Satellite requires a fully qualified hostname so lets add that to the hosts file (of course you would do that with DNS in a real environment):

[root@satellite mnt]# cat /etc/hosts
127.0.0.1   localhost localhost.localdomain localhost4 localhost4.localdomain4
::1         localhost localhost.localdomain localhost6 localhost6.localdomain6
192.168.22.11 satellite.it.dbi-services.com satellite

As a Satellite server only makes sense when clients can connect to it a few ports need to be opened (not going into the details here, that will be the topic of another post):

[root@satellite ~]$ firewall-cmd --permanent \
                                 --add-port="53/udp" --add-port="53/tcp" \
                                 --add-port="67/udp" --add-port="69/udp" \
                                 --add-port="80/tcp"  --add-port="443/tcp" \
                                 --add-port="5000/tcp" --add-port="5647/tcp" \
                                 --add-port="8000/tcp" --add-port="8140/tcp" \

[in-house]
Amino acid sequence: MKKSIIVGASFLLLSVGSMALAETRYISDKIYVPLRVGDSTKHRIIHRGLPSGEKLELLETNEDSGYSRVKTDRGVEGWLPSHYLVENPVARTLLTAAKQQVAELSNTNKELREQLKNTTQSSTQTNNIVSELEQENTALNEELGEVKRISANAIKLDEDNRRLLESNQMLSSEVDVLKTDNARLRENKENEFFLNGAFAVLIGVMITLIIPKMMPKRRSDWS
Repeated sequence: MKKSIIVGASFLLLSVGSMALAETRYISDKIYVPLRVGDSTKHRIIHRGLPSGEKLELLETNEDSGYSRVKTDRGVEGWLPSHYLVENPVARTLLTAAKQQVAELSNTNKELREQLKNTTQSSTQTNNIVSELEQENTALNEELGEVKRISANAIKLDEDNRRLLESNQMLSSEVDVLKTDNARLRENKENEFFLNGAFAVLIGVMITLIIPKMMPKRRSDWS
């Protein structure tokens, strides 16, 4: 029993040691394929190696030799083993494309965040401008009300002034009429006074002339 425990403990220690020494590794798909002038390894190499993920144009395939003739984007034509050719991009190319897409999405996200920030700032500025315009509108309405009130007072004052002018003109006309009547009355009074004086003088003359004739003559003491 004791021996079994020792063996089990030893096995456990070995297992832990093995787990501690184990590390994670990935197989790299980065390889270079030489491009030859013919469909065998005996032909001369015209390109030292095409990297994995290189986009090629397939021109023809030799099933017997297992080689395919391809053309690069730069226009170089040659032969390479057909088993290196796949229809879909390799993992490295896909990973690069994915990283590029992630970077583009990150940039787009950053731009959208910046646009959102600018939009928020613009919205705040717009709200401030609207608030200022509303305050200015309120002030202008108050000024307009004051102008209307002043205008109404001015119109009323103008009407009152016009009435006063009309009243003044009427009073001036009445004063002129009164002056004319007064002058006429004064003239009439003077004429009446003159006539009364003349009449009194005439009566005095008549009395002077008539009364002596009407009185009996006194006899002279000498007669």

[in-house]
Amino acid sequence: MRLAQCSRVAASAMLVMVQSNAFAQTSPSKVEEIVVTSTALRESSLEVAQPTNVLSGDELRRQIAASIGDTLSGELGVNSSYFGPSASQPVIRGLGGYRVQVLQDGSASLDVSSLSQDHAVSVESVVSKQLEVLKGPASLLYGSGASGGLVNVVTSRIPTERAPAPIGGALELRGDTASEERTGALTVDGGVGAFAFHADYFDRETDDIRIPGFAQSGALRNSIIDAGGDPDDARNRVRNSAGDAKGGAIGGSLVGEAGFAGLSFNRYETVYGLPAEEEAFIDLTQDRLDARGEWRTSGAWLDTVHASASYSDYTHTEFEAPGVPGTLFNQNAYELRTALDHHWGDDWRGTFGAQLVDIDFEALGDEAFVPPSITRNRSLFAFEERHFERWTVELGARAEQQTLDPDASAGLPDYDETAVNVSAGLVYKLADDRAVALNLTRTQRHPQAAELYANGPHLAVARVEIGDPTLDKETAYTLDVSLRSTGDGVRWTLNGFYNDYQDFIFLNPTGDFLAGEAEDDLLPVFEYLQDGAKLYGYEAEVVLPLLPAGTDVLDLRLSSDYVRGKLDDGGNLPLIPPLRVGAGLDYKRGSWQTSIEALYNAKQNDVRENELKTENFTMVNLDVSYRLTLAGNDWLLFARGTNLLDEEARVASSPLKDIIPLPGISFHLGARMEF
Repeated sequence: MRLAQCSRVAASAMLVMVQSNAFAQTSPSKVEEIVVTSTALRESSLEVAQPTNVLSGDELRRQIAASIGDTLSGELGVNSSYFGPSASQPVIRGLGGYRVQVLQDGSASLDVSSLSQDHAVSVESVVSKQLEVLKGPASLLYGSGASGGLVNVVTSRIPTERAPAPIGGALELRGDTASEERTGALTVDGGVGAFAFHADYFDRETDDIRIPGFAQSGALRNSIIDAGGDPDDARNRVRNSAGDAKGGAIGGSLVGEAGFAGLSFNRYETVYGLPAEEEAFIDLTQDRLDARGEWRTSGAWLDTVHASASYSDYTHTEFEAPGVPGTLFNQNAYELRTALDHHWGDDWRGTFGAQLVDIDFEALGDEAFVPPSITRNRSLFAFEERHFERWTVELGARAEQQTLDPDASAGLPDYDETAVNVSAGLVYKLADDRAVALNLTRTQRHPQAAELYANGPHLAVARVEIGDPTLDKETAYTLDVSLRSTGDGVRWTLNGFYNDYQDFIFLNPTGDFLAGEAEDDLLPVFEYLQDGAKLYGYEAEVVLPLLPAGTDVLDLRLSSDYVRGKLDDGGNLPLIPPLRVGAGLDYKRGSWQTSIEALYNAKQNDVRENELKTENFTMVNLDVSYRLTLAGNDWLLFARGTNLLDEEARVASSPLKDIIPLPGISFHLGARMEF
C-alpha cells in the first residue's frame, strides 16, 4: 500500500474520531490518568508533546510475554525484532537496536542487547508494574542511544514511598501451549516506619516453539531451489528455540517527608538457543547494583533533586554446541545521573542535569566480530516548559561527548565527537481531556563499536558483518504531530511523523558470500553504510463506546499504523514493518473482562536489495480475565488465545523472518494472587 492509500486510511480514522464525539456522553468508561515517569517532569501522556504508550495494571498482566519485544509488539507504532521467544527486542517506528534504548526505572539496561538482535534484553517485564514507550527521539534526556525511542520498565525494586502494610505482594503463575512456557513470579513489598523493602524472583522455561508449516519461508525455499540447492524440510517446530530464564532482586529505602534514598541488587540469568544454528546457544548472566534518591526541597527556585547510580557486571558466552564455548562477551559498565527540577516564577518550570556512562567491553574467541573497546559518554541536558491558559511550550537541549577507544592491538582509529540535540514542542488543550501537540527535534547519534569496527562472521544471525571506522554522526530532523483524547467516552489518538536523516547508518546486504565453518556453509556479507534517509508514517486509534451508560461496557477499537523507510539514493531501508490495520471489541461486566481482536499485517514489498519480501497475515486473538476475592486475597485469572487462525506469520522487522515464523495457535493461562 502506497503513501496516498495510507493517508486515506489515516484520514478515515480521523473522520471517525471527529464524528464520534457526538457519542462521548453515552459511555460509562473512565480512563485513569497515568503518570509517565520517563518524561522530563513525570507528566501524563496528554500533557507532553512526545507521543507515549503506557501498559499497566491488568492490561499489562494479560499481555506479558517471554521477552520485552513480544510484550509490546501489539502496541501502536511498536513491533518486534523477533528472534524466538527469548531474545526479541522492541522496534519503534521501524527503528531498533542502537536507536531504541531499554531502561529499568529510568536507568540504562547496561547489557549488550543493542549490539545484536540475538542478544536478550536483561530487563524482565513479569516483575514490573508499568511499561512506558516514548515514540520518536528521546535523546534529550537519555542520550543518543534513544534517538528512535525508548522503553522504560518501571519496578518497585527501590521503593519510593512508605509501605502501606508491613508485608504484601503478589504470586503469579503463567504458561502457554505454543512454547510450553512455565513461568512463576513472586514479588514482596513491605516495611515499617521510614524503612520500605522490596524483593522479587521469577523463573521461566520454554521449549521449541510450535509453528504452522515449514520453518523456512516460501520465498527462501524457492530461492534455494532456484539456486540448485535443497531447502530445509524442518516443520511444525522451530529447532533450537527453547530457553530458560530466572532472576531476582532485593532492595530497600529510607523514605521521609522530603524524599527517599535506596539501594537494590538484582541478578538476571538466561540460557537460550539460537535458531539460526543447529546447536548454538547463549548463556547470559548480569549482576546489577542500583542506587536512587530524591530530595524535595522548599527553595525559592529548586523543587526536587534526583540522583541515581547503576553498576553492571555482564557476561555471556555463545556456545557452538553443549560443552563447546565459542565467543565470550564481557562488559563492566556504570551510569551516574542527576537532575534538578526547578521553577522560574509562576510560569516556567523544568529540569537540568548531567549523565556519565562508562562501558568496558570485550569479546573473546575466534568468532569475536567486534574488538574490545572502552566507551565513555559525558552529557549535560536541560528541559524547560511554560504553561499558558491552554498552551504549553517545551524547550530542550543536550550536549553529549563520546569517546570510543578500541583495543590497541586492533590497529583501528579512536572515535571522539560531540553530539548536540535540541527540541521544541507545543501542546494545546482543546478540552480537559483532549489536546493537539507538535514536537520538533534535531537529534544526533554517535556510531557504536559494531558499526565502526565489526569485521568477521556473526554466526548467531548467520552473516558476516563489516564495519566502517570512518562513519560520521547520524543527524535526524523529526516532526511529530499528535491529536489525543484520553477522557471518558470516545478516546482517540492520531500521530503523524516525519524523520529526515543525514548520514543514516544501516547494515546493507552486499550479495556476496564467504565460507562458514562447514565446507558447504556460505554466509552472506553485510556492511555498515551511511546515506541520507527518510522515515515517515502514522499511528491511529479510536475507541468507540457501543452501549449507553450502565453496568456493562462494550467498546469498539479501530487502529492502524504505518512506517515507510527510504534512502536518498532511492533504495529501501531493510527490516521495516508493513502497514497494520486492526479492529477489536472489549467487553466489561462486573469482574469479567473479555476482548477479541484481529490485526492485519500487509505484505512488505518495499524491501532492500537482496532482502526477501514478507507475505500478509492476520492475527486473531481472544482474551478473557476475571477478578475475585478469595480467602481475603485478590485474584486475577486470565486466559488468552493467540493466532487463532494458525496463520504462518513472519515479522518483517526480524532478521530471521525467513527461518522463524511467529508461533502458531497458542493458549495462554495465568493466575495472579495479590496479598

--add-port="9090/tcp"

That’s basically all you need to do as preparation. There are several methods to install Satellite, I will use the downloaded iso as the source (what is called the “Disconnected Installation” what you will usually need in enterprise environments):

[root@satellite ~]$ ls -la /var/tmp/satellite-6.3.3-rhel-7-x86_64-dvd.iso 
-rw-r--r--. 1 root root 3041613824 Oct 11 18:16 /var/tmp/satellite-6.3.3-rhel-7-x86_64-dvd.iso

First of all the required packages need to be installed so we need to mount the iso:

[root@satellite ~]$ mount -o ro,loop /var/tmp/satellite-6.3.3-rhel-7-x86_64-dvd.iso /mnt
[root@satellite ~]$ cd /mnt/
[root@satellite mnt]# ls
addons  extra_files.json  install_packages  media.repo  Packages  repodata  RHSCL  TRANS.TBL

Installing the packages required for Satellite is just a matter of calling the “install_packages” script: